According to the American Hospital Association, hospitals are closing at a rate of about 30 a year. A recent Bloomberg article predicts the pace of closures to accelerate over the next 18 months.
In August, Knoxville, Tenn.-based Curae Health and its three hospitals in Mississippi filed for Chapter 11 bankruptcy. In July Rockdale, Texas-based Little River Healthcare, its parent company and several of its affiliated entities entered Chapter 11 bankruptcy. In May, Arizona-based Gilbert and Florence Hospitals at Anthem entered Chapter 11 bankruptcy. The list goes on.
Bloomberg goes on to quote Morgan Stanley analysts who looked at data from roughly 6,000 U.S. private and public hospitals and concluded eight percent are at risk of closing; another 10 percent are considered “weak.” The firm defined weak hospitals based on criteria for margins for earnings before interest and other items, occupancy and revenue. The “at risk” group was defined by capital expenditures and efficiency, among others.
This uncertainty within the healthcare industry has hospitals and health systems seeking new ways to generate revenue. For many, the answer is hiding in plain sight; their physicians and allied health providers.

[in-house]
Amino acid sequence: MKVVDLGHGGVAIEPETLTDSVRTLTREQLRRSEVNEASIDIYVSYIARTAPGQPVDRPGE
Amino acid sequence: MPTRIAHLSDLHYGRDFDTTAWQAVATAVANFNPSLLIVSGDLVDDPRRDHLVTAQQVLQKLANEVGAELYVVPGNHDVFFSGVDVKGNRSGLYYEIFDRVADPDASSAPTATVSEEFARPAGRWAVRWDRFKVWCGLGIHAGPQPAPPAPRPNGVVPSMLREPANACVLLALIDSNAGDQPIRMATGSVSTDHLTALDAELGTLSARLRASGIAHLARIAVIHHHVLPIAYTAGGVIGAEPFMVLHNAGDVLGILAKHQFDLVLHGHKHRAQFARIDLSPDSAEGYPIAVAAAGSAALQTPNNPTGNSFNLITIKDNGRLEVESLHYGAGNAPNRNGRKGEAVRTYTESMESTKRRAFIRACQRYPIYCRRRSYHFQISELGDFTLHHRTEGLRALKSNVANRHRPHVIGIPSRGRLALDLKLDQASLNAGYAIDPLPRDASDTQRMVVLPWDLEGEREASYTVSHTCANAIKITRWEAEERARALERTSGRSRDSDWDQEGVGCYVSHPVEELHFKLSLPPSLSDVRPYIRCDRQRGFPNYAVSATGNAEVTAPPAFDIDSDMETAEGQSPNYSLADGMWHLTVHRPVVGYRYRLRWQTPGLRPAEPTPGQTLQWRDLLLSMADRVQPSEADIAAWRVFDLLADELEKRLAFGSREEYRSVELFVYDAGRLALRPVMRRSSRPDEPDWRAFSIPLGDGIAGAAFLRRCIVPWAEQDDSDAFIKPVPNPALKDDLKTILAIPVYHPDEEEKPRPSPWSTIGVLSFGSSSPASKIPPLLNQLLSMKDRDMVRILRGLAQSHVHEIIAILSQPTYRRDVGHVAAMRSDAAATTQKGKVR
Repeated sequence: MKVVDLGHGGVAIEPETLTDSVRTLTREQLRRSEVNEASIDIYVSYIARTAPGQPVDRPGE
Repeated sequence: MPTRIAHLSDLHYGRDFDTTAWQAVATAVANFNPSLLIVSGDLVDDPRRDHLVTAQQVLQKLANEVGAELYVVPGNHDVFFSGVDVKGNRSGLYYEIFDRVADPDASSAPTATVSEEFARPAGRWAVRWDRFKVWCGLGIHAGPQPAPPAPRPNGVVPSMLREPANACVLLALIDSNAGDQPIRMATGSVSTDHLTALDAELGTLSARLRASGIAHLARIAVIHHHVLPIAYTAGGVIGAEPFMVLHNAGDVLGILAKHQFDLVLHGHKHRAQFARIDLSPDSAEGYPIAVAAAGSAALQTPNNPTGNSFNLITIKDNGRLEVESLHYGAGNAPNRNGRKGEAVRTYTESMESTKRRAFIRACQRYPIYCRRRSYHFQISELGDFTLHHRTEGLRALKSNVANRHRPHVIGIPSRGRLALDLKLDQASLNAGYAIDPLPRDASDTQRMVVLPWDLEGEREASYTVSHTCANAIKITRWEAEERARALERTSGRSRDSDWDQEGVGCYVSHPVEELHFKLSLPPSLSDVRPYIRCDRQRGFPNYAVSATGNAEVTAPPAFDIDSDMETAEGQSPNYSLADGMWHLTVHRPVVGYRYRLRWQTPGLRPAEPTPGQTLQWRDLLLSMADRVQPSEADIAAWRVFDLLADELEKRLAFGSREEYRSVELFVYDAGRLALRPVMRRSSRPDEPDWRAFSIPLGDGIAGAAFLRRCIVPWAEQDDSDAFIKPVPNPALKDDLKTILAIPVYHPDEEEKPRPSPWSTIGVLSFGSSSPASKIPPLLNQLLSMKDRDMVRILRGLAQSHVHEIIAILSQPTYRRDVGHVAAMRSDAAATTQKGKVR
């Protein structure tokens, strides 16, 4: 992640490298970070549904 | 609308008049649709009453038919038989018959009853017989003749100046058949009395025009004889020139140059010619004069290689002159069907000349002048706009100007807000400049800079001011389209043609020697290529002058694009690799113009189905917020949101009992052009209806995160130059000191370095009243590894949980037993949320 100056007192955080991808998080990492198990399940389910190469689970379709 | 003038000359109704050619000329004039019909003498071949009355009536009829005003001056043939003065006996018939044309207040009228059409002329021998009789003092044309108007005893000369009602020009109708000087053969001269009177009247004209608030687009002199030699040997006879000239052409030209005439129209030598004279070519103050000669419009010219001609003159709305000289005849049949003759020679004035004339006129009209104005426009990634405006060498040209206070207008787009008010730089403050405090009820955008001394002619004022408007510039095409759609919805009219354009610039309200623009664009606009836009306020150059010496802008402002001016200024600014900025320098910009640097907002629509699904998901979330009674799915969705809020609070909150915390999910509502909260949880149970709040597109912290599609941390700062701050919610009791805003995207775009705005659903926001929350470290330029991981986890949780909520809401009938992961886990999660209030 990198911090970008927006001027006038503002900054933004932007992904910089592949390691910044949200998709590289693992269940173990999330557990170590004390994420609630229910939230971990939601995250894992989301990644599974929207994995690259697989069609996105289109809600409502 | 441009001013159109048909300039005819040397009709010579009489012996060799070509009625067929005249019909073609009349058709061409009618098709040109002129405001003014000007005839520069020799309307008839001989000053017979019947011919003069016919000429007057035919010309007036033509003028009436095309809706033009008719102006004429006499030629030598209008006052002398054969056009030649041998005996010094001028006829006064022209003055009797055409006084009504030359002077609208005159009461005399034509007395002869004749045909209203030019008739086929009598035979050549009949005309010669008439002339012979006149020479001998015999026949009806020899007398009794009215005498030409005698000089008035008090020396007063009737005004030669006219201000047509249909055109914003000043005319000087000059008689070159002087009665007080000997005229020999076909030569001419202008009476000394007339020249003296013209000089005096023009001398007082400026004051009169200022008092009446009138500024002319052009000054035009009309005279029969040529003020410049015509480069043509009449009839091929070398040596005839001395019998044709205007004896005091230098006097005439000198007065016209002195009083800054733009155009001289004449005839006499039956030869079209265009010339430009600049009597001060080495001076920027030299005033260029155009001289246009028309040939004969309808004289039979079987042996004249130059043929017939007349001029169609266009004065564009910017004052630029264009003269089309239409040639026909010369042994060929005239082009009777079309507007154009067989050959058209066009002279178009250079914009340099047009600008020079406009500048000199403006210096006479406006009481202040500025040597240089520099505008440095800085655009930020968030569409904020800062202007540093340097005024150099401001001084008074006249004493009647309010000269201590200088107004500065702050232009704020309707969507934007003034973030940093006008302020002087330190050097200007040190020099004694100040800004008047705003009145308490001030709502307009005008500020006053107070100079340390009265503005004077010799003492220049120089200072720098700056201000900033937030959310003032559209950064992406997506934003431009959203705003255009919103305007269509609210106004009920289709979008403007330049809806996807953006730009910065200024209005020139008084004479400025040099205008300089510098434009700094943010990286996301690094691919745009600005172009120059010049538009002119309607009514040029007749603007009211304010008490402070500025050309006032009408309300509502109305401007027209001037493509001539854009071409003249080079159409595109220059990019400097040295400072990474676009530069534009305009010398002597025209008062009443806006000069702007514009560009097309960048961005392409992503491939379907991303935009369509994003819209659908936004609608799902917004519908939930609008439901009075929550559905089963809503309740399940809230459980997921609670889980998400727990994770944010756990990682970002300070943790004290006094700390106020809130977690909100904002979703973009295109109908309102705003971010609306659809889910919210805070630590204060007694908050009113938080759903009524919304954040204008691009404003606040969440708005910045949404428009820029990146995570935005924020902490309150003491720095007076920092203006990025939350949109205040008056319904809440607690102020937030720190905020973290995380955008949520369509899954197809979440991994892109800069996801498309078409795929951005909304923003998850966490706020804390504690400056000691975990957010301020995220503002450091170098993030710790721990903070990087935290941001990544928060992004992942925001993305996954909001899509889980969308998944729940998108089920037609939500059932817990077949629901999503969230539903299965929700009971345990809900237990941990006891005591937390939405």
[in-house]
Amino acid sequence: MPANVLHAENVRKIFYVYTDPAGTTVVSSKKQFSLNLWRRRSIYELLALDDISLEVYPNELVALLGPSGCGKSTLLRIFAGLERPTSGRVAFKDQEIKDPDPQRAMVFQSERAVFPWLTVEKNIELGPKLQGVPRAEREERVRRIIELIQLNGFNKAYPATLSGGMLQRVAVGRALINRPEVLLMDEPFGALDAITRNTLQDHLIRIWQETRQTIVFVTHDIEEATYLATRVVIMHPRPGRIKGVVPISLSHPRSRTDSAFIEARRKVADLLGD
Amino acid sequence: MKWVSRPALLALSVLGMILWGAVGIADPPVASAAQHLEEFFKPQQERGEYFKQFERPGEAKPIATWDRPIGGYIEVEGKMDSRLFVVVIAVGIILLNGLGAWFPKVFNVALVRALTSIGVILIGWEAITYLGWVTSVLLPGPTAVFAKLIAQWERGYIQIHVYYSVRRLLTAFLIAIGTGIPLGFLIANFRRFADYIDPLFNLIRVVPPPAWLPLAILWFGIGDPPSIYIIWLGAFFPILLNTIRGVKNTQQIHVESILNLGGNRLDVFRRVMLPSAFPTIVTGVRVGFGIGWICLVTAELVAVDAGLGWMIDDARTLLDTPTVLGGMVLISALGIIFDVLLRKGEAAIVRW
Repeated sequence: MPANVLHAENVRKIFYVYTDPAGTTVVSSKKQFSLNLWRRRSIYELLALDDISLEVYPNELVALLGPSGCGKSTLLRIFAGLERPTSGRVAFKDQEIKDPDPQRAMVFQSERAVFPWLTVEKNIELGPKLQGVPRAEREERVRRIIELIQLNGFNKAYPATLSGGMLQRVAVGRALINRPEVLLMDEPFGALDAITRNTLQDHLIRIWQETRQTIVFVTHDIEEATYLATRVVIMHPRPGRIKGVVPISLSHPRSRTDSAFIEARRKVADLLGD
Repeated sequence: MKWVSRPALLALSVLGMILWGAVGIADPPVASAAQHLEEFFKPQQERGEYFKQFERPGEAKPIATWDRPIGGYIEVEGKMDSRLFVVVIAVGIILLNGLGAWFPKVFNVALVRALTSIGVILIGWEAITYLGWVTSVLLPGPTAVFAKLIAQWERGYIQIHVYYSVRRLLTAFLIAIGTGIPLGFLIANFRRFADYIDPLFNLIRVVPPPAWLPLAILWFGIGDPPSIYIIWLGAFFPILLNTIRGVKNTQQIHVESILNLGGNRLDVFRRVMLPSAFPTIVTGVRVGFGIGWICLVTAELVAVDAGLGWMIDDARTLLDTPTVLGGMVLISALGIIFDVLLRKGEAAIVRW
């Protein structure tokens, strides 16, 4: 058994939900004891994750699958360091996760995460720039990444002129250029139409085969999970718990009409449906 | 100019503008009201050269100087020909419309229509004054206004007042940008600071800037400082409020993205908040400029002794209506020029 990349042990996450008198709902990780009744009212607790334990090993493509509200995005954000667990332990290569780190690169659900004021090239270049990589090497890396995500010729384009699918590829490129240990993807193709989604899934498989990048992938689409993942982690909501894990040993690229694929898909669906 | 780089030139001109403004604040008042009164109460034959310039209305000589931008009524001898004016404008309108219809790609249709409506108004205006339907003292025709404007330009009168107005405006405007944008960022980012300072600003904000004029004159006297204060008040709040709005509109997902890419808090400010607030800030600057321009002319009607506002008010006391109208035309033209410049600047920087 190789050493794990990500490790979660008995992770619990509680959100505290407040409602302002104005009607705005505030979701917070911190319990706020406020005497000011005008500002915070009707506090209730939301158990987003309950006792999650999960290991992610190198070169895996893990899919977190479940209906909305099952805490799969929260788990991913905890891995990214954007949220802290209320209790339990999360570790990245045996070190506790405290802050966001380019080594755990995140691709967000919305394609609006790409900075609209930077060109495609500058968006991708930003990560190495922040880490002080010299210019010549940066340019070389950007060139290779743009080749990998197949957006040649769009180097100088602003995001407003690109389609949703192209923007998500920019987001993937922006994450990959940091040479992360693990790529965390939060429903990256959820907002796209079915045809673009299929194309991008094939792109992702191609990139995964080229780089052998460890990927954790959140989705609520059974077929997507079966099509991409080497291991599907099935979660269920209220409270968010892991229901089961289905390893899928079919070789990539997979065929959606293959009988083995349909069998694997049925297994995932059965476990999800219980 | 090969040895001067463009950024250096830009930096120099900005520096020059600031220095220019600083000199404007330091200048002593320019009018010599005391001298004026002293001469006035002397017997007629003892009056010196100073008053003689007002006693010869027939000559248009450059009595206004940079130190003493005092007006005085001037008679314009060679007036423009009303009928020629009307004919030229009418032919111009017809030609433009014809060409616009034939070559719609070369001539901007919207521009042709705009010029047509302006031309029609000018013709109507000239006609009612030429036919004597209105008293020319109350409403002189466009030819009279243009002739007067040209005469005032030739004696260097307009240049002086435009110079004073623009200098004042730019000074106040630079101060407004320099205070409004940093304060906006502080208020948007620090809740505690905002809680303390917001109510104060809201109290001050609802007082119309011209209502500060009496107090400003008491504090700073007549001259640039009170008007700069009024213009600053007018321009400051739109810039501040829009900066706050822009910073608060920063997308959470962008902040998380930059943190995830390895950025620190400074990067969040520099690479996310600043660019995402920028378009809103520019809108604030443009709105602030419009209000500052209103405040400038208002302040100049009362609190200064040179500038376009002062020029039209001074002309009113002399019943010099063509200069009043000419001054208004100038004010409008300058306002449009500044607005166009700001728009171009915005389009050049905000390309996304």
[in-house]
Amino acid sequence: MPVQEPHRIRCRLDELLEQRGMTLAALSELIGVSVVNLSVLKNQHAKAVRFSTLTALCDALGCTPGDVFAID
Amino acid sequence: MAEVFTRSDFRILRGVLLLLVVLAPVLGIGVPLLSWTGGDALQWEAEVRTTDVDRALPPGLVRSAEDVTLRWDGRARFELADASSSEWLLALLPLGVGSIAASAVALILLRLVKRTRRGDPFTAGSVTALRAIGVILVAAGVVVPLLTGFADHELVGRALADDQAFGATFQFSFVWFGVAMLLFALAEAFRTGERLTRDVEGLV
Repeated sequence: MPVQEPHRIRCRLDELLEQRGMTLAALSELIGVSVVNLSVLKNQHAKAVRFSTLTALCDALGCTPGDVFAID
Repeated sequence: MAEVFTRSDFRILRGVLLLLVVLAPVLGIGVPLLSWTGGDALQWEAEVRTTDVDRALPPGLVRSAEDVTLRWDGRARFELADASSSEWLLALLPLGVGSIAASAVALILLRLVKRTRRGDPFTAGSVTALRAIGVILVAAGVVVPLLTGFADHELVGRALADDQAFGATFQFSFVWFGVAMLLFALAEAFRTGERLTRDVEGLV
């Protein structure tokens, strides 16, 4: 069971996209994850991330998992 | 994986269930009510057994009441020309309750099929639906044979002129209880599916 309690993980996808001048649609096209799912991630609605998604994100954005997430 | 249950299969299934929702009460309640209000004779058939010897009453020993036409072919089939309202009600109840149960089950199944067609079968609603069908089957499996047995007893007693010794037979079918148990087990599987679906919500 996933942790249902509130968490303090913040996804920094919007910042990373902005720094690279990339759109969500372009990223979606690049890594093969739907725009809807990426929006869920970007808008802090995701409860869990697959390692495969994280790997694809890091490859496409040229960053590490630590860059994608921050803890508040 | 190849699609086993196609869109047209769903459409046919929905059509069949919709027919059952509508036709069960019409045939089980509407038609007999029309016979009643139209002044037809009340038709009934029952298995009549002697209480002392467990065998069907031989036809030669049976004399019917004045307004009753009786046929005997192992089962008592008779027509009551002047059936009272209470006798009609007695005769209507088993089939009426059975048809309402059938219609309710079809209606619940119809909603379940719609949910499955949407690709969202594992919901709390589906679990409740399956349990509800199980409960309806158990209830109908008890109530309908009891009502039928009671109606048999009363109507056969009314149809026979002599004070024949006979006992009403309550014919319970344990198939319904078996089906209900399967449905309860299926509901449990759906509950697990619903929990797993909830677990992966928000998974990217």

Doctors are the lifeblood of a hospital. They directly impact patient outcomes and patient experiences. They are also the primary source of a hospital’s revenue – or they should be. On average, a physician or surgeon generates $1.56 million annually for their affiliated hospitals. If a physician isn’t billing to their fullest potential, serious revenue may be lost.
A hospital’s complex economic environment elevates the importance of getting—and keeping—physicians and surgeons billing to stabilize revenue. Here are four ways that physicians and surgeons can improve margins.
Don’t overlook the importance of contract management. Hospitals are contract heavy. In fact, it isn’t uncommon for a large hospital to have tens of thousands of contracts. Relying on manual methods to manage these contracts is time consuming and unreliable. Poorly managed contracts also have a trickle-down effect—when contracts sit in limbo credentialing and enrollment processes are delayed which means providers can’t bill.
Automated contract life cycle management technology greatly speeds contract creation and approvals by aggregating everyone involved in the process of reviewing, signing, extending and renewing contacts into one workflow. Using a contract life cycle management tool, physician contracts are completed at an average of 31 days faster than using a manual process.
Considering the average daily billing total of $5,500 for a family practice physician, those 31 days add up to $170,000 of cash flow. Furthermore, contract life cycle management technology provides direct visibility into expired or expiring contracts as well as duplicate contracts. Setting alerts in advance of an expiring contract ensures nothing is overlooked or missed. It also affords staff time to identify opportunities to renegotiate better deals.